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Electrical Theory

Motor Controllers

Motor controllers range from a simple toggle switch to a complex system using solenoids, relays, and timers. The basic functions of a motor controller are to control and protect the operation of a motor.

Motor Controllers

Motor controllers range from a simple toggle switch to a complex system using solenoids, relays, and timers. The basic functions of a motor controller are to control and protect the operation of a motor. This includes starting and stopping the motor, and protecting the motor from overcurrent, undervoltage, and overheating conditions that would cause damage to the motor.

There are two basic categories of motor controllers:

  1. the manual controller and
  2. the magnetic controller.

Manual Controllers

A manual controller, illustrated by Figure 1, is a controller whose contact assembly is operated by mechanical linkage from a toggle-type handle or a pushbutton arrangement. The controller is operated by hand.

The manual controller is provided with thermal and direct-acting overload units to protect the motor from overload conditions. The manual controller is basically an “ON-OFF” switch with overload protection.

Manual controllers are normally used on small loads such as machine tools, fans, blowers, pumps, and compressors. These types of controllers are simple, and they provide quiet operation. The contacts are closed simply by moving the handle to the “ON” position or pushing the START button. They will remain closed until the handle is moved to the “OFF” position or the STOP button is pushed. The contacts will also open if the thermal overload trips.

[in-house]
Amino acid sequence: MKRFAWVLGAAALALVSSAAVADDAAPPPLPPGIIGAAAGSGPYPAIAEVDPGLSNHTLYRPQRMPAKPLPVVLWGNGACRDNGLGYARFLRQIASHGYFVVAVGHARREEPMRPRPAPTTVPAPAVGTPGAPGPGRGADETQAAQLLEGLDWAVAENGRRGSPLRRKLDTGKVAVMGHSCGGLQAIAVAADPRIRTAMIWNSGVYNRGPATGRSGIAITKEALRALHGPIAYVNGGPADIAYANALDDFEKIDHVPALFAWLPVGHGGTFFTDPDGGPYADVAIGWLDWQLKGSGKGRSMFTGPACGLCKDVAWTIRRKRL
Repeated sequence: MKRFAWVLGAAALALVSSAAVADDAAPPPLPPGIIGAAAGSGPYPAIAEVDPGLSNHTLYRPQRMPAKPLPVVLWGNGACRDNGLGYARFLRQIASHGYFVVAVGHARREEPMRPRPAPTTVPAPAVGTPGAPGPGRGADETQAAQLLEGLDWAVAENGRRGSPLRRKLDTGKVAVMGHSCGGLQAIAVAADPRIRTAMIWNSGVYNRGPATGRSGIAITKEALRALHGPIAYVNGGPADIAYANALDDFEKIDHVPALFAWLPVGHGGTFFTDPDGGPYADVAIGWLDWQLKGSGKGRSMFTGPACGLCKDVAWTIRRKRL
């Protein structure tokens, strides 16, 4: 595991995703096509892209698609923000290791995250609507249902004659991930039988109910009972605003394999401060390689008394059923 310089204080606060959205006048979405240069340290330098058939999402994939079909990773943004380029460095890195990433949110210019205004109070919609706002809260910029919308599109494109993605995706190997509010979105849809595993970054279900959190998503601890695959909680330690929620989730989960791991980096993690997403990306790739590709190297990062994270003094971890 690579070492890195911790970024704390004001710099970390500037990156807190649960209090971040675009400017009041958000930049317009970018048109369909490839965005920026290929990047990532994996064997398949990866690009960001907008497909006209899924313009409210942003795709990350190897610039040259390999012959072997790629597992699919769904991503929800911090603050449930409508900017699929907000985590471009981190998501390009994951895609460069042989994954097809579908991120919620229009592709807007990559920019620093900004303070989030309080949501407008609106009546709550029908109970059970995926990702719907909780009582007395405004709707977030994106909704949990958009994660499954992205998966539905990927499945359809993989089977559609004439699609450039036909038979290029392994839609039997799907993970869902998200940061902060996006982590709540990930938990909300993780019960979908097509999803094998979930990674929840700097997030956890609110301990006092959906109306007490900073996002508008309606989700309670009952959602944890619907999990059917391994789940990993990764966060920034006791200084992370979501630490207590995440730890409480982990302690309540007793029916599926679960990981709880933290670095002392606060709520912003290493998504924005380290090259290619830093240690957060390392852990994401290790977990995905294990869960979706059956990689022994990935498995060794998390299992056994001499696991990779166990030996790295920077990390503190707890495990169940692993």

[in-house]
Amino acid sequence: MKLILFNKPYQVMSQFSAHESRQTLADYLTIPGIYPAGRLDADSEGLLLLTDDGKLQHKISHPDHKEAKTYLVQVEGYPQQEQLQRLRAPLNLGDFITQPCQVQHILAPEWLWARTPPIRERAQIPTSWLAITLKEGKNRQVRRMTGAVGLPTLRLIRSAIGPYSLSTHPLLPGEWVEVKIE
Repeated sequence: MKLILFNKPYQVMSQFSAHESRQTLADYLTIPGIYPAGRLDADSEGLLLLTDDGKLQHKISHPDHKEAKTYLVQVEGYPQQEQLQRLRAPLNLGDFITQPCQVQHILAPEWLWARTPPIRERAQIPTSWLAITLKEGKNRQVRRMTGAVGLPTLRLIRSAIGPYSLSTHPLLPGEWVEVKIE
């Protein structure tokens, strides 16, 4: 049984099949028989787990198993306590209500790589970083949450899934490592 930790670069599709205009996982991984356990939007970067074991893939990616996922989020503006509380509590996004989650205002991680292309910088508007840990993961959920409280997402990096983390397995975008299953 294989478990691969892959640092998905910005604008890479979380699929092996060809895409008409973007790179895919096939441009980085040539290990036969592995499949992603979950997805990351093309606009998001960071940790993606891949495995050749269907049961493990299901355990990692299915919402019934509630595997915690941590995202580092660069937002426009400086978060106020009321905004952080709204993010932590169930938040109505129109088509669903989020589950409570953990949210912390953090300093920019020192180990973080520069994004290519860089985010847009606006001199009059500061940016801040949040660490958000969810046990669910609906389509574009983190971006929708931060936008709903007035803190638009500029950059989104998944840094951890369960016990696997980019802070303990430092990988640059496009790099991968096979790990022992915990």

Manual controllers do NOT provide low voltage protection or low voltage release. When power fails, the manual controller contacts remain closed, and the motor will restart when power is restored. This feature is highly desirable for small loads because operator action is not needed to restart the small loads in a facility; however, it is undesirable for larger loads because it could cause a hazard to equipment and personnel.

Single Phase Motor Manual Controller

Figure 1 : Single Phase Manual Controller

Magnetic Controller

A large percentage of controller applications require that the controller be operated from a remote location or operate automatically in response to control signals. As discussed, manual controllers cannot provide this type of control; therefore, magnetic controllers are necessary.

Basic operations using a magnetic controller, such as the closing of switches or contacts, are performed by magnetic contactors. A magnetic controller is one that will automatically perform all operations in the proper sequence after the closure of a master switch. The master switch (for example, float switch, pressure switch, or thermostat) is frequently operated automatically. But in some cases, such as pushbuttons, drum switches, or knife switches, the master switch is manually operated. Figure 2 shows a typical magnetic controller and its component parts.

Three Phase Magnetic Controller

Figure 2 : Typical Three-Phase Magnetic Controller

Magnetic Controller Circuit

A magnetic contactor (Figure 2) is a device operated by an electromagnet.

Magnetic Contactor Assembly

Figure 3 : Magnetic Contactor Assembly

The magnetic contactor consists of an electromagnet and a movable iron armature on which movable and stationary contacts are mounted. When there is no current flow through the electromagnetic coil, the armature is held away by a spring. When the coil is energized, the electromagnet attracts the armature and closes the electrical contacts.

Overload devices are incorporated into magnetic controllers. These overload devices protect the motor from overcurrent conditions that would be extremely harmful. There are many types and forms of overload devices. The following types of overload devices are commonly used in motor-control equipment.

  • Fuses
  • Thermal overloads
  • Magnetic overloads

The thermal overload device is shown in Figure 2.

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